Gougères, or cheese puffs, are the savoury cousin of cream puffs. They are light and airy, and make the perfect party snack because you can make them in advance. My version includes a lemony and creamy feta and dill filling.
If I’m looking to put in minimal effort, but still impress the socks off my friends/coworkers/family, I make one of two things – cream puffs (like this and this) or cheese puffs, aka gougères. Both are made from a classic French pastry called Pâte à Choux (pronounced “Pat a shoe”) and the most basic form of the pastry requires 4 simple ingredients that you will already have on hand – water, butter, flour and eggs.
These ingredients form a thick dough that can be either piped or spooned into little mounds, and as they bake, the liquid ingredients evaporate, causing the pastry to puff up and create a slightly hollow inside. This makes them perfect for filling with sweet cream, or in my case with gougères, a cheesy dill concoction.
The pastry used to make gougères differs from that of a cream puff or éclair, in that cheese is added to the dough to give it flavour, and it’s often eaten without a filling. If you know me, then you know I love cheese of all kinds, and look for any excuse to incorporate it. As much as I love gougères hot and fresh out of the oven, I knew that filling them would only elevate their already impressive characteristics.
I borrowed some inspiration from another party favourite of mine, Smoked Salmon Rillettes, and made a filling of fresh dill, freshly-squeezed lemon juice, cream cheese, and added in some salty feta for good measure. It took every ounce of willpower to keep my fingers out of the cheesy filling before I piped it into the gougères.
Quick, easy, and impressive, French cheese puffs, or gougères, make a great appetizer for holiday parties, potlucks, or just because! Serve them as is, or pipe them full of whipped feta and dill for an extra special treat.
Feta and Dill Gougères
Light and airy savoury cream puffs, filled with feta and dill.
Pâte à Choux
- 1/2 cup water
- 3 tbsp butter
- 1/4 tsp salt
- a few turns of freshly ground pepper
- 1/2 cup all-purpose flour
- 2 large eggs
- 1 tbsp finely chopped chives or scallion greens
- 3 oz about 3/4 cup grated parmesan
Feta and Dill Filling
- 1/2 cup cream cheese softened
- 1 cup crumbled feta
- 2 tbsp dill finely chopped
- 1 tbsp freshly squeezed lemon juice
Pâte à Choux
Preheat the oven to 425 degrees F. Line a baking sheet with parchment paper and set aside.
In a medium saucepan, heat water, butter, salt, and pepper, until the butter has completely melted.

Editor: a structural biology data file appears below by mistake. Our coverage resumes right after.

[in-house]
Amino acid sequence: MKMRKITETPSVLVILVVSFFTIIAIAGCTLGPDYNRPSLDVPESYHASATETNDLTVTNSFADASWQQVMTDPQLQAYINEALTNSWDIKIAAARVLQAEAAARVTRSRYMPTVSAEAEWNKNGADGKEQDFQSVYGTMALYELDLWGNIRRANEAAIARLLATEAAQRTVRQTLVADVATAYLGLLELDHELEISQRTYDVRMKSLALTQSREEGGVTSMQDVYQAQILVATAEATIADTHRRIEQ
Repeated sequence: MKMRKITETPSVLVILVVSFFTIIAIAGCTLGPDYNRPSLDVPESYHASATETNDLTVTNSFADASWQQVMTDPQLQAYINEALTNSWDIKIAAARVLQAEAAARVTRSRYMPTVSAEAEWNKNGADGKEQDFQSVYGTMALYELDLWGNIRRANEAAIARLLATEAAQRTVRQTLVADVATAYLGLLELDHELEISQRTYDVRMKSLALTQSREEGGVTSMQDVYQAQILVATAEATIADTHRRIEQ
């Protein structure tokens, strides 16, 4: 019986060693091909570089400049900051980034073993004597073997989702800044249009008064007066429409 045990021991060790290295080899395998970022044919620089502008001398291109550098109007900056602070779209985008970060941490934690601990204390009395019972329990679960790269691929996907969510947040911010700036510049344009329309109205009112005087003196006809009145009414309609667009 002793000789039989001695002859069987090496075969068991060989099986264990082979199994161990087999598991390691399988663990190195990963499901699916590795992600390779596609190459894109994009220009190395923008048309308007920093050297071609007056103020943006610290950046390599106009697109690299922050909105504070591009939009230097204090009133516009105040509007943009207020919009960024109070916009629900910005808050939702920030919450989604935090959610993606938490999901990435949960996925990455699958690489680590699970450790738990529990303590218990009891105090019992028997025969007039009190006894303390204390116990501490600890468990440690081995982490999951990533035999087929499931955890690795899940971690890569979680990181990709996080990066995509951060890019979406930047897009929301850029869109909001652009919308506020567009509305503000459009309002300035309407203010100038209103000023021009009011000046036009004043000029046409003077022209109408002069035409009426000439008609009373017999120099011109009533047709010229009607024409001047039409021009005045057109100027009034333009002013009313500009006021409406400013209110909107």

As soon as the butter has all melted, remove the pot from the heat, and add all the flour to the pan and mix with a wooden spoon until a dough forms. The dough should pull away from the sides slightly.
Return the pan to the heat, and continue to stir for about 1 minute, to allow the dough to dry out slightly. There will be a film that forms on the bottom of the pan, and this is completely normal.
Remove from the heat and transfer the dough to the bowl of a stand mixer fitted with the paddle attachment. Beat on low to help the dough cool down slightly. **If you don't have a stand mixer, transfer the dough to a large bowl and set it aside to cool slightly.
Once the dough has cooled down, turn the mixer to medium, and add one egg at a time, mixing until smooth.
Add about 1/2 cup of the parmesan cheese, and the chives/scallions and mix well.
Transfer to a piping bag. Pipe into mounds about the size of cherry tomatoes, and sprinkle with remaining 1/4 cup of parmesan.
Bake for 5 mins at 425 degrees F, then reduce the heat of the oven to 375 degrees F and bake for another 20 minutes. Remove from the oven, and cut an "x" into the side or bottom of each puff. and set aside to cool completely.
In the bowl of a stand mixer fitted with the paddle, combine all ingredients and mix until well combined, and smooth. Adjust flavours to taste, such as more lemon, dill or salt if you think it needs it.
Transfer the filling to a piping bag fitted with a plain round tip. Insert the tip of the piping bag into the "x" you cut into the side or bottom of each puff, and pipe to fill with cheese filling. A good indicator that it's full, is when the cheese filling begins to ooze out of the puff.
Choux pastry adapted from David Lebovitz.